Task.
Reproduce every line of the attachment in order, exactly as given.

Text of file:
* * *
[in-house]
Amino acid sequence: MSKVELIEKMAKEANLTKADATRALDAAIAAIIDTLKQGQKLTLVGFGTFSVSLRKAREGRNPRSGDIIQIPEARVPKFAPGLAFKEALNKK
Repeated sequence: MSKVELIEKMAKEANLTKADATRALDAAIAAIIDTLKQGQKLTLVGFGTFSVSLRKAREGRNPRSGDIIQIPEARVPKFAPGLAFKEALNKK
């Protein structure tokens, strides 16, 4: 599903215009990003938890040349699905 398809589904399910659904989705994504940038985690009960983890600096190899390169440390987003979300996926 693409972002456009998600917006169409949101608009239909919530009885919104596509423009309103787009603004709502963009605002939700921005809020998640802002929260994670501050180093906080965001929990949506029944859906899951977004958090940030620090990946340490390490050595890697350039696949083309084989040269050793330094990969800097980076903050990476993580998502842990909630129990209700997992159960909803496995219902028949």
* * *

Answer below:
[in-house]
Amino acid sequence: MSKVELIEKMAKEANLTKADATRALDAAIAAIIDTLKQGQKLTLVGFGTFSVSLRKAREGRNPRSGDIIQIPEARVPKFAPGLAFKEALNKK
Repeated sequence: MSKVELIEKMAKEANLTKADATRALDAAIAAIIDTLKQGQKLTLVGFGTFSVSLRKAREGRNPRSGDIIQIPEARVPKFAPGLAFKEALNKK
């Protein structure tokens, strides 16, 4: 599903215009990003938890040349699905 398809589904399910659904989705994504940038985690009960983890600096190899390169440390987003979300996926 693409972002456009998600917006169409949101608009239909919530009885919104596509423009309103787009603004709502963009605002939700921005809020998640802002929260994670501050180093906080965001929990949506029944859906899951977004958090940030620090990946340490390490050595890697350039696949083309084989040269050793330094990969800097980076903050990476993580998502842990909630129990209700997992159960909803496995219902028949």